(by Nicolien den Boer)
When the Israeli woman who's interrogating me at Tel Aviv airport says, "I've just sent someone back who didn't co-operate", what she actually means is "you've been warned". It's 4 a.m., and this is the third time I've been questioned so far. I'm trying to stay calm. I haven't slept yet and I haven't had anything to drink for hours. The woman, probably a member of the Israeli security services, points me to the water fountain outside the toilets. I rinse my mouth, nothing more (is it safe to drink the water here?).
My passport has stamps from various Arab countries: Dubai, Yemen and archenemy Syria. After having to explain away all the telephone numbers I have in my possession, give my e-mail address and provide information about all my planned visits to the West Bank and the Gaza Strip, there yet another interrogation of about an hour followed, this time about my time in Syria: "What did you do there?" "Do you know anyone there?", "Where exactly did you go?".
Finally, after more than five hours of waiting and being questioned at Tel Aviv airport, I get my passport back and am allowed to go. My suitcase is waiting, but - despite what I was promised - there's no one keeping an eye on it.
On the way to my hotel, I am feeling rather confused. I thought the Israelis always laid out the red carpet for members of the Western press. Haven't they got a reputation for bending over backwards to help journalists, handing out beautiful press packs and great quotes? If they treat me, a Dutch woman like this, what's it like for a Palestinian? I'd started going on about getting the Dutch embassy involved. I even rang them up - they were closed, of course. But a Palestinian wouldn't have any embassy to call. I'm trying not to think in simplistic terms of ‘good guy, bad guy', but it's difficult.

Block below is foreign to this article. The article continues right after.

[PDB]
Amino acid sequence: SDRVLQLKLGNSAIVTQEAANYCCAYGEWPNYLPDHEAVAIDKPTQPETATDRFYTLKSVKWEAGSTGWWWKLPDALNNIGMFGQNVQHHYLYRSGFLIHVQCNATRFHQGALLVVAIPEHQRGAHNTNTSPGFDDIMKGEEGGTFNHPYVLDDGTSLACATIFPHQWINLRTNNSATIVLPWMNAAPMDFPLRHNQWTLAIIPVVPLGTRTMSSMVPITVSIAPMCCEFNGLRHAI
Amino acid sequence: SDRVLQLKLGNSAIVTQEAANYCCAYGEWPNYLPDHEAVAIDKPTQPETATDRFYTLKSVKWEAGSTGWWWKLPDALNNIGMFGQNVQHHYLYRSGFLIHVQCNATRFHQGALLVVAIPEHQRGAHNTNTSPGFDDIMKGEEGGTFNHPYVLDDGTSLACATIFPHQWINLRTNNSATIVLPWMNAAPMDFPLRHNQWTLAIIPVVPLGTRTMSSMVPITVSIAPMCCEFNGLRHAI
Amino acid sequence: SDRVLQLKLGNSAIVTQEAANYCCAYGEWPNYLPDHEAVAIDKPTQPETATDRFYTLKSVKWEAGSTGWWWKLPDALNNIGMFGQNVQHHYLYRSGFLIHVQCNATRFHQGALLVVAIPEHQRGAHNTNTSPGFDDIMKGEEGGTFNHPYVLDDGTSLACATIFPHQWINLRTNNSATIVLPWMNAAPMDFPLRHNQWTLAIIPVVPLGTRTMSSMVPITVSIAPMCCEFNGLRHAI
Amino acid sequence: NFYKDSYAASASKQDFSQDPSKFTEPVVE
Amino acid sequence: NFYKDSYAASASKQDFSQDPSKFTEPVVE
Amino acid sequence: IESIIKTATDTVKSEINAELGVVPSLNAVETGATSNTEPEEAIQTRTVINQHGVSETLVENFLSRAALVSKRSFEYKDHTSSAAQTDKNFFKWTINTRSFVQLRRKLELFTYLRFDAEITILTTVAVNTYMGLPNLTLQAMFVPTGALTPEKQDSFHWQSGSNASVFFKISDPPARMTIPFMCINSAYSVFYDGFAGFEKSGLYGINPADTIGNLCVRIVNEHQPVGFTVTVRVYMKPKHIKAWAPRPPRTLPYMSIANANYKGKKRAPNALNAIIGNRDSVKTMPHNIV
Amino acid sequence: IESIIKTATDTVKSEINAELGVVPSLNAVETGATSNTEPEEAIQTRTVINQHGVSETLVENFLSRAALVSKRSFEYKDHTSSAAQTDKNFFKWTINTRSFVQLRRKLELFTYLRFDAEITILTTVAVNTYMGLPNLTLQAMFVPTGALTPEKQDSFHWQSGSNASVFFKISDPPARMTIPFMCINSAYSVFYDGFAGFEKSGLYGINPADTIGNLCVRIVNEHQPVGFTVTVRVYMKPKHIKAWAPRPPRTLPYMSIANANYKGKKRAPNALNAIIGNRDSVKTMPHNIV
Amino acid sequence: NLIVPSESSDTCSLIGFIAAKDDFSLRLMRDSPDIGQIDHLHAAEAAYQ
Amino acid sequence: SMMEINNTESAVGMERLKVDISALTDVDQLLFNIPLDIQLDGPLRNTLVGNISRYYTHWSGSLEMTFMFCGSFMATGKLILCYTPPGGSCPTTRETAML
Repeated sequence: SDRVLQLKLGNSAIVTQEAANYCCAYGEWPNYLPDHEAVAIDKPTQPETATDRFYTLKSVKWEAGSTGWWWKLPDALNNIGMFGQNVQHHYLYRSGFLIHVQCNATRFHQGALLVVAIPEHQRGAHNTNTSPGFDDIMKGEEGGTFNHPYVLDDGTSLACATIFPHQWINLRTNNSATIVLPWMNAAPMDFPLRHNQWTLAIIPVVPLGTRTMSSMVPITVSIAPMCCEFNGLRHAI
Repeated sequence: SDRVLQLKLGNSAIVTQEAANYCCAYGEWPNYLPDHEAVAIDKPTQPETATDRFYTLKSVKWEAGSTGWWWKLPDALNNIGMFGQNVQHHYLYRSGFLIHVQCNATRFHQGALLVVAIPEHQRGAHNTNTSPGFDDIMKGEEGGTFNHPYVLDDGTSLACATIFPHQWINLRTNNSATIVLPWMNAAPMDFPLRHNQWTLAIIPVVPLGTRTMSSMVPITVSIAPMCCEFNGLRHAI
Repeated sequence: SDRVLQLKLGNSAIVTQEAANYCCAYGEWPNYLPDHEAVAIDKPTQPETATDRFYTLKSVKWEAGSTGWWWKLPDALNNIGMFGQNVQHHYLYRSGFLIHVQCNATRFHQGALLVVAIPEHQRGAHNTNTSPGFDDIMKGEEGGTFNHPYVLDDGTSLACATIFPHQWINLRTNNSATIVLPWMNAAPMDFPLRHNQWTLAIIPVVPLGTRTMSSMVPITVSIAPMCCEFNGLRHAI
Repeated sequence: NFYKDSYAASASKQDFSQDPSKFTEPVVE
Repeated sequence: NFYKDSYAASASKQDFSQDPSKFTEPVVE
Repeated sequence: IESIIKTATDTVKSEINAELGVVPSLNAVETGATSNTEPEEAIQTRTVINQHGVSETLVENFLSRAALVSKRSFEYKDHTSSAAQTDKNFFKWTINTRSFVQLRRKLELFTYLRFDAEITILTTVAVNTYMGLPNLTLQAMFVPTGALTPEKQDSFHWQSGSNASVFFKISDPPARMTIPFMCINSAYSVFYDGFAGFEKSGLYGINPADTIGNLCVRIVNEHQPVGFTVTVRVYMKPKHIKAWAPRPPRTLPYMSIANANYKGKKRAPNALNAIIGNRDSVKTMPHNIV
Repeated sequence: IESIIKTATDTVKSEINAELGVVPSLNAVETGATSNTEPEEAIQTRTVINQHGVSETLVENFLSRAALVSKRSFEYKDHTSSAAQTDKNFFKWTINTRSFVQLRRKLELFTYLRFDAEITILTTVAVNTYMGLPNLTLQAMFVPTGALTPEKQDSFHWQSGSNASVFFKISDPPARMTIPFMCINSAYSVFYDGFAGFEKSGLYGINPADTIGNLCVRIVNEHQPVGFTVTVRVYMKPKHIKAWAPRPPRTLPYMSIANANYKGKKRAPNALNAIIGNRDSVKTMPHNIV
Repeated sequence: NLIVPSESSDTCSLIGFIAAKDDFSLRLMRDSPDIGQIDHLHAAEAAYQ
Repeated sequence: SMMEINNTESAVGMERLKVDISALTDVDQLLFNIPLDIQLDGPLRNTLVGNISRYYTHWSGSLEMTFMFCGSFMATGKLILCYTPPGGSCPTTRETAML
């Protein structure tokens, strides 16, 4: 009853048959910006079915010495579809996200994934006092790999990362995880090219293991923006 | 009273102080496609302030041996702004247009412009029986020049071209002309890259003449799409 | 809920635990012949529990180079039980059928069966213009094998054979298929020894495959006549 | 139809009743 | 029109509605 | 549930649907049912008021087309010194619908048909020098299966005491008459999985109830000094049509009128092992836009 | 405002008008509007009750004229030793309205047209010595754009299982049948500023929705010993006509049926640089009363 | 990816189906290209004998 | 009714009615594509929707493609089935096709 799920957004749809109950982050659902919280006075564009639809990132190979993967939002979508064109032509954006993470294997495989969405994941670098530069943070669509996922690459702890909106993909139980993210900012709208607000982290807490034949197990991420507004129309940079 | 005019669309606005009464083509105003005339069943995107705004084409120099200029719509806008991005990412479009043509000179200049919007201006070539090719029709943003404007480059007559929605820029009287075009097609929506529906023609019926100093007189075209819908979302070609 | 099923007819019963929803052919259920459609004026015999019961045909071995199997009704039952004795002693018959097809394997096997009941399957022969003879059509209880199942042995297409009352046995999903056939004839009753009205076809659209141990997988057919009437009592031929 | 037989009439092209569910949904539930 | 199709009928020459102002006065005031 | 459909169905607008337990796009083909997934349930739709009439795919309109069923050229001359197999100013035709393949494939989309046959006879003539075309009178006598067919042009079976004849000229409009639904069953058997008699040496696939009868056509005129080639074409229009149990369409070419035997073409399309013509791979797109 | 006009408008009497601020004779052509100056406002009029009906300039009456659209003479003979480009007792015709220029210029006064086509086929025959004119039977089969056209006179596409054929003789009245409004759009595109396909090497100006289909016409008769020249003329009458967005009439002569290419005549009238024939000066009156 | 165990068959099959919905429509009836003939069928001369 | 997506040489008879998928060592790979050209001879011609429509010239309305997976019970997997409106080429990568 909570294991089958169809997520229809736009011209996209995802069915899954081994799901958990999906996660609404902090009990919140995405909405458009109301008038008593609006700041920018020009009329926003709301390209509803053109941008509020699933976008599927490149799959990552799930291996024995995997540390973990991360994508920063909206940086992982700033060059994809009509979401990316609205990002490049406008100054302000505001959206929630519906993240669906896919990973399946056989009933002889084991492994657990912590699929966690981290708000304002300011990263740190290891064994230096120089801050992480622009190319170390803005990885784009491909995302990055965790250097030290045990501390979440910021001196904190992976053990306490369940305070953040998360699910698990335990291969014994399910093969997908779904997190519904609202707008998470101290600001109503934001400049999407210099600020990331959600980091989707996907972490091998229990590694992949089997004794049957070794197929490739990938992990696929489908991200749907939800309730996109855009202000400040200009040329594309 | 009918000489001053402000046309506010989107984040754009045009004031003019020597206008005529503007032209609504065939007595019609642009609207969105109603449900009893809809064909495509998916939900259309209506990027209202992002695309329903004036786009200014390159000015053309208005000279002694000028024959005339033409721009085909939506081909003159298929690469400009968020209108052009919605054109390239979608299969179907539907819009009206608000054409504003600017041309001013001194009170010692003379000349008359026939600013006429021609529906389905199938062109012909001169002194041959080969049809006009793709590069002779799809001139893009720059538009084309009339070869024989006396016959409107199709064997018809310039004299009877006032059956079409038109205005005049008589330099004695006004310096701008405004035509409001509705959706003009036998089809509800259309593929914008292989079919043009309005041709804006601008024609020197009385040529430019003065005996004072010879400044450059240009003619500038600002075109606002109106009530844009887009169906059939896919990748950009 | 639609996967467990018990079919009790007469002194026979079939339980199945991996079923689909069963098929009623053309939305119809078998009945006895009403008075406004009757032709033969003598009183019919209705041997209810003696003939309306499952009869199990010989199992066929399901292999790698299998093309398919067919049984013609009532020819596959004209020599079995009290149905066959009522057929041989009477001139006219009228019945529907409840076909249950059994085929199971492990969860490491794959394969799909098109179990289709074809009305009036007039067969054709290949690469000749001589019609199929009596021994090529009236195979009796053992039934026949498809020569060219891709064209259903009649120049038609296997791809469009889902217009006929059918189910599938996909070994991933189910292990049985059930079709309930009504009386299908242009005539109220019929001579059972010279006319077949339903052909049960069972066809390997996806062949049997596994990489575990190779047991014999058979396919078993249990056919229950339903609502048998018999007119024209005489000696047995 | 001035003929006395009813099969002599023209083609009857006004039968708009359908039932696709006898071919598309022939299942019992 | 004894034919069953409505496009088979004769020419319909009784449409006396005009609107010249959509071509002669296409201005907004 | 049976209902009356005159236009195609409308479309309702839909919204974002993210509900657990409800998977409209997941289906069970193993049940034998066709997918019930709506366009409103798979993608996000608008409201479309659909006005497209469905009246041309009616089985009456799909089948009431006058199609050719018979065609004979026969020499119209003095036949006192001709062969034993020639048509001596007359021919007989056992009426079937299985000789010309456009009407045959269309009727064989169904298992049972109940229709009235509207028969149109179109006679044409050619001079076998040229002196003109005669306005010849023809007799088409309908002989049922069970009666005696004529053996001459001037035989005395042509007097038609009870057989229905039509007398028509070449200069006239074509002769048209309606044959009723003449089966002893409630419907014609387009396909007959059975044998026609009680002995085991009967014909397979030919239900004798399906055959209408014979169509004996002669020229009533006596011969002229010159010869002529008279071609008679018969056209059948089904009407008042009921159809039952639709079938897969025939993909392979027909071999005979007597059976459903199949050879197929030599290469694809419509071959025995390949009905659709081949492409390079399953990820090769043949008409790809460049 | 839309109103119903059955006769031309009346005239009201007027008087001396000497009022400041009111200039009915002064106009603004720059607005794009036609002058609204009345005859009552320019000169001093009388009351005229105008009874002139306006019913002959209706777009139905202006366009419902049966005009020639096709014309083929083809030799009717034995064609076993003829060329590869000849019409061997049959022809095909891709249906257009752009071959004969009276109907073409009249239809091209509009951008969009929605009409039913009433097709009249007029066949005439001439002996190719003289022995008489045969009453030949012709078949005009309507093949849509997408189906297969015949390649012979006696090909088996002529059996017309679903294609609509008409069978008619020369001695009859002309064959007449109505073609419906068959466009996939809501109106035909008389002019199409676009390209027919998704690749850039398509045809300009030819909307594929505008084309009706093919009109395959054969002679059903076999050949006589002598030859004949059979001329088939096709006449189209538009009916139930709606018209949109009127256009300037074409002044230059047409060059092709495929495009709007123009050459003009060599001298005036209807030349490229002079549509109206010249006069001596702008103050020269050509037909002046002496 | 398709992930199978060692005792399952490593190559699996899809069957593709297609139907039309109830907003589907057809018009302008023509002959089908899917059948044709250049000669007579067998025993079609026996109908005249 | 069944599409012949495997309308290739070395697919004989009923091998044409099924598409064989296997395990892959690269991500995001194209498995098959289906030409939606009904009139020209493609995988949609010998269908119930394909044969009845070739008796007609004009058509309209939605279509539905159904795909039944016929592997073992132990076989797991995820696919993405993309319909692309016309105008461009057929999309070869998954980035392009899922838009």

So I save my complaint for the government press office in Jerusalem, where I go to pick up my press card next day. "Security measures," is the explanation I get from the press officer, a tired looking woman by the name of Pnina Aizenman. "What do you think it's like for us, waking up each morning and never knowing what the day will bring?" she says, clearly referring to Palestinian suicide attacks on Israeli civilians.
While Pnina's busy getting my press card ready, I take a look at the photos of children and a newspaper article on the wall behind me. The article is about a woman who lost her mother and her five-year-old child in a Palestinian suicide bombing. The name of the woman is Pnina Aizenman. I get the shivers. "That's you," I stammer. "Yes. Do you understand now what I mean by security measures?" she replies. I suddenly feel ashamed that I've just been complaining about being kept waiting for five hours when this woman's life has been totally wrecked by a bomb.
Then I also remember the bread roll that a police officer offered me at the airport, and that one of the women questioning me told me about the death of two friends and how she dedicated her work to their memory and did it "to defend her country". Totally confused, I leave the press office and walk out onto the streets of Jerusalem. Suddenly I find that I've totally binned that ‘good guy, bad guy' thing I had in my head less than 24 hours ago.
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